Howard Padmore, Martin Kunz, Alexei Fedorov, Nobumichi Tamura (ALS); David Shuh (CSD)
Abstract: In theory, the electronic structure of crystalline solids is well connected to the crystal structure. In practice, studies of electronic and crystal structures are separated and rarely achieved in one experiment: x-ray diffraction/scattering resolves crystal structures while spectroscopic techniques such as x-ray absorption and photoemission probe electronic structure. This workshop will examine the possibility of uniting these previously well-separated techniques in one instrument. It will highlight technical challenges associated with the development of this instrument (and the synchrotron beamline) and discuss new knowledge it might deliver. The scientific motivation stems from the mounting evidence of nano- and macro-scale phase separation in strongly correlated materials such as functionalized oxides, superconductors, etc., and the notion that structural ordering and electronic properties/ordering are intertwined. In addition, the possibility of performing such studies at non-ambient conditions with the new instrument will be explored. The combination of these techniques will be discussed in view of the future upgrade of the ALS.
Dula Parkinson (ALS); Dani Ushizima (CRD)
Abstract: Many experiments generate images with a large number of visual cues. These can be interpreted by clever and experienced science domain experts, but not by most automated image-analysis pipelines. Changes in the instrument (e.g. illumination, temperature) or in the sample composition or condition (e.g. cracks, bubbles) all lead to corresponding visual features. How can we automate the identification of patterns to separate the signal from the noise, the discovery from the artifact? This workshop will present use-cases.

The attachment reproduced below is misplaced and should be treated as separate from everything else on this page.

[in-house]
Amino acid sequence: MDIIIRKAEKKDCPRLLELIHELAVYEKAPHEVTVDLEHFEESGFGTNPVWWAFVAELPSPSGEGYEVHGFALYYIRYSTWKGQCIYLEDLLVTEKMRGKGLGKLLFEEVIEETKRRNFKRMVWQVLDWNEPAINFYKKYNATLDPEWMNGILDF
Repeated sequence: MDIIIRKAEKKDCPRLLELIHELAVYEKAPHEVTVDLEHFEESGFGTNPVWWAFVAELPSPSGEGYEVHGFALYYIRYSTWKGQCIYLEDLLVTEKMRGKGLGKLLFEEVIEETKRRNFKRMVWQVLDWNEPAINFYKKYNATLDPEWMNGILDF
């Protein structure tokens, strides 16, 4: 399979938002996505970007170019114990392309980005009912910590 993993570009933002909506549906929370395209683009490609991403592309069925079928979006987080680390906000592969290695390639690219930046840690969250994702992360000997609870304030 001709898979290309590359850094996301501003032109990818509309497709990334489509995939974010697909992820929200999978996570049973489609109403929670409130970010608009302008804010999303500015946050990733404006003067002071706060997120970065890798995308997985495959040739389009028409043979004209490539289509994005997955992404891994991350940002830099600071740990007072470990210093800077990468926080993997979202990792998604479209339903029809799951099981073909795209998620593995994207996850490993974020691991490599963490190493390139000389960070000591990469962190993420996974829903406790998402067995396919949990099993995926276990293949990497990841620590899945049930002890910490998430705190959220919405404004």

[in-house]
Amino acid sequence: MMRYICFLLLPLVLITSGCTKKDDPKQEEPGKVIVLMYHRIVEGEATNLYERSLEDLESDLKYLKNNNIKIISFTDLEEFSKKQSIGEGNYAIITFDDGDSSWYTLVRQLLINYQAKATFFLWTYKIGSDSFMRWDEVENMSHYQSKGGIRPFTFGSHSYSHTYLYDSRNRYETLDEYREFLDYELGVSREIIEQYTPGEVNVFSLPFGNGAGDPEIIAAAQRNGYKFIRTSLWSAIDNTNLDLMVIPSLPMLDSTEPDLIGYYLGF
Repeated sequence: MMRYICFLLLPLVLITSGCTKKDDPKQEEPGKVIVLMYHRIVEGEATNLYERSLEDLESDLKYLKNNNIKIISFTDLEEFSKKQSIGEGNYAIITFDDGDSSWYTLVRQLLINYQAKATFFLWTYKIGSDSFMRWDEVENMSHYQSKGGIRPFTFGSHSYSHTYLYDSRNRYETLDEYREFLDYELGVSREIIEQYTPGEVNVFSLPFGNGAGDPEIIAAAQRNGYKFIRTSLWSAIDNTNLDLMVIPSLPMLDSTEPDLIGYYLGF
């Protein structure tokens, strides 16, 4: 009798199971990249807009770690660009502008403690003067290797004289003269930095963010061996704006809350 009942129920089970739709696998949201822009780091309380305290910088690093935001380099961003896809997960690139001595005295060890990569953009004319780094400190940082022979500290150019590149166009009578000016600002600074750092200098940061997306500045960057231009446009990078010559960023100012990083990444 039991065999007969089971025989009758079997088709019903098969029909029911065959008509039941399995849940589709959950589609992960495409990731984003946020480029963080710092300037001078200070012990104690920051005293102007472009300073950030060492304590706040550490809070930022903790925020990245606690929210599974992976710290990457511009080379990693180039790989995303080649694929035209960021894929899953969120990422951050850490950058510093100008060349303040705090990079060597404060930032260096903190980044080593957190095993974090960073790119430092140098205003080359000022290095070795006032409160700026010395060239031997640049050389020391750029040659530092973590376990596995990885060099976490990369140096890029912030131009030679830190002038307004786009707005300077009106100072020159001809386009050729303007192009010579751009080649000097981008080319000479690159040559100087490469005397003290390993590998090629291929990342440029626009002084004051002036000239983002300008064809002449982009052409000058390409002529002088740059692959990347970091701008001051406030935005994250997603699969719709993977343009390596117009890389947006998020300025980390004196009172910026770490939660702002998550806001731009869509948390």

Sayan Gupta, Corie Y. Ralston (MBIB)
Abstract: X-ray footprinting (radiolytic hydroxyl radical labeling and mass spectrometry) is a technique that provides structural and dynamical information on proteins in the solution state and is highly complementary to many other structural and biochemical techniques. Because it yields residue-specific information by in situ generation of hydroxyl radicals, it is used to determine conformation changes, ligand binding, and protein–protein interactions under various conditions at a high degree of both temporal and spatial resolution and is therefore useful to both fundamental research and the characterization of biologics/protein therapeutics. The technique was pioneered at the NSLS a decade ago and is now available at the ALS. This workshop will provide an overview of the x-ray footprinting technique, how it is performed, the best way to prepare samples, and what information the technique provides. The morning session will highlight recent case studies, and the afternoon session will be a tutorial on data processing. The workshop will be useful for biological researchers in both academia and the pharmaceutical industry.
David Prendergast (Foundry)
Abstract: This workshop provides a forum to discuss leading edge developments in the theory and simulation of core-level spectra. Special emphasis will be placed on predictive approaches, using first-principles methods, and the design or interpretation of experiments.
Greg L. Hura, Michal Hammel (MBIB)
Abstract: The 7th annual SIBYLS bioSAXS workshop will cover Frontiers in Biological SAXS. The two-day workshop will provide participants with software tutorial sessions for biological SAXS in addition to hands-on training in experimental techniques. The latest advances in SAXS studies on biological systems will be discussed with particular focus on advances in synchrotron scattering techniques, dynamic and flexible structures in biomolecules, membrane protein scattering, and complementary methods in crystals and in solution. Updates on current developments of software for SAXS analysis pertaining to structural biology will be illustrated.